In January of 2010, I started attending Doxology, a program for the pastoral care of pastors. Coming face-to-face with my own need for pastoral care was strange. I have always had a “father confessor” going back to my vicarage. Nevertheless, one falls out of good habits and many times over the years I simply failed to see my own need for the care of a fellow pastor.
Lately I’ve been thinking a lot about whether or not we, in both the LCMS and American Christianity in general, are totally missing the value of pastoral care. I was told recently that one of the mega-churches in our area openly admits that the pastors of said church do not have a strong personal relationship with their people. (“Drive-thru” Christianity at its best, shallow and impersonal, uncommitted and convenient, an inch wide and deep). They don’t make hospital visits. They outsource a lot of the personal side of ministry.
(Don’t get me wrong. Christians should visit each other and show mercy toward each other too. Nevertheless, sometimes a person needs the care of a pastor. If their pastor doesn’t visit them…or even if it’s just obvious that he values executive tasks over against pastoral care…)?
So if pastoral care isn’t the church’s main emphasis, what fills the void? More often than not, the void gets filled with endless talk about “leadership.” The line between secular leadership and Heb. 13:7 is pretty blurry in this situation. As a former circuit counselor and current vice-president of an LCMS District, I know how easy it is to counsel call committees by totally emphasizing leadership (and secular notions of it at that). (I’ve had the privilege of counseling a significant number of calls. That being said, I hate to think how much leadership trumps pastoral care in such meetings–both on the call committee and by the District representative). Much leadership talk leads to much program talk leads to much failure, in my opinion. Looking at the LCMS over the past almost 40 years, I would argue that too many of us have been suckers for the latest program. “Sooner or later, one of these programs has to work” has been the thinking. But they rarely do. Maybe for a short while…if you’re one of those who is glued to numbers and statistics. “Whatever works” has led to 40 years of failure.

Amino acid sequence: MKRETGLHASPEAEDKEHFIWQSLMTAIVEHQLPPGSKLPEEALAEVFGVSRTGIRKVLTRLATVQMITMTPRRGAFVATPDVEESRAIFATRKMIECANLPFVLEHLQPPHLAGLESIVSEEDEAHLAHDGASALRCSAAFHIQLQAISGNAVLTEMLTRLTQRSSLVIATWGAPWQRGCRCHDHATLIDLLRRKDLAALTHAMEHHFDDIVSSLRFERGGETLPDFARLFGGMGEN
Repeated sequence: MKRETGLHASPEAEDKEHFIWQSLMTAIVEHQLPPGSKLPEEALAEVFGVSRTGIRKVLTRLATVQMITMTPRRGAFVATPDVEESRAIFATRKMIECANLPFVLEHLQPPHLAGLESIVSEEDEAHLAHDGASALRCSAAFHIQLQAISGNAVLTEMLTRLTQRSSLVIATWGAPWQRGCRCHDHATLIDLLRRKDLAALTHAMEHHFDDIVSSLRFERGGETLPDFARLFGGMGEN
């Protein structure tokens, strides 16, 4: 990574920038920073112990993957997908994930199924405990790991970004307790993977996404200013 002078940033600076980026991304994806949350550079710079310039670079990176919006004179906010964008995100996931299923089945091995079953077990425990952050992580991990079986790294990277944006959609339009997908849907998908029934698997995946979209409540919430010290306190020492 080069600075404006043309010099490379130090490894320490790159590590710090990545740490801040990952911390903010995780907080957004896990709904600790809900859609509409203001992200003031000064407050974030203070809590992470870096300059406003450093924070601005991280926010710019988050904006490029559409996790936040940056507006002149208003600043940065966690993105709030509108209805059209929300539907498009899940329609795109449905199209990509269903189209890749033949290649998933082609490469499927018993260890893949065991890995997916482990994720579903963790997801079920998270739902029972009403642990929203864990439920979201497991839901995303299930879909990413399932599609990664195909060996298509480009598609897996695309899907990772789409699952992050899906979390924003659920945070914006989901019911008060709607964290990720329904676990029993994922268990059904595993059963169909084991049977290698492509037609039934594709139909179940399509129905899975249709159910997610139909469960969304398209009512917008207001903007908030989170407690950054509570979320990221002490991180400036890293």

People don’t need programs. They need proclamation. They don’t need many words about how to grow a church, structure an organization, or have a purpose-driven life. They need a word of comfort, forgiveness, freedom, and strength. They need a word of life. They don’t need a quasi-religious, mostly secular “guru” telling them how to live (the pattern, by the way, of the non-denominational mega-churches is often driven by the personality of the “pastor” and not by Christ, witness Joel Osteen). They need a real pastor, a servant (slave), nurturing them with a word not his own. It’s all about Christ, not Pastor X’s personality, leadership skills, preaching style, or anything else. People need pastoral care. They need Word and Sacrament guiding them through a life of repentance and renewal. They need new life, not principles for daily living.
Does this mean that a pastor does not lead? Absolutely not. Pastoral “leadership,” if one should call it that, is an extension of pastoral care. It’s an extension of the primary tasks to which the pastor is called. Can a pastor lead? Sure. But that question/answer needs tempering with the more critical question: Should a pastor lead? What’s best for the pastoral care of the congregation is the only barometer for answering that question well. To put leadership above pastoral care, whether it’s done by a pastor, a call committee, a District official, a Synodical official, is to put the cart before the horse. In many ways, it puts the Law before the Gospel.
To follow up my last point, the emphasis on “leadership,” because it often cannot be distinguished from secular notions of leadership, is centered de facto on the Law. Systems are laws unto themselves. One really has to stretch it to get a system to be rationalized in any way by the Gospel.
I still like to think of myself as a young pastor, (there are many pastors with much more experience than I), but I have been around long enough that I have seen countless examples now of how troubled congregations were strengthened through consistent pastoral care. The pastor didn’t bring in program-after-program to fix things. He simply shepherded them as a good and faithful undershepherd of Christ…which was what the congregation needed all along.
My encouragement to my brothers in the ministry is this. Prioritize pastoral care. In so doing, Christ comes first. When you have to lead, then lead in Christ. Understand that one (pastoral care) is definitely more important than the other (“leadership”). A congregation as a group may require leadership. But each of those individuals who make it up require pastoral care. And if they get it, that pastoral care will make leadership a whole lot easier and more credible.
If any brothers in the ministry should happen to read this post, do know that you have my prayers for faithful ministry, thoughtful exercise of pastoral care, and wise (Scriptural) leadership.
Sincerely in Christ,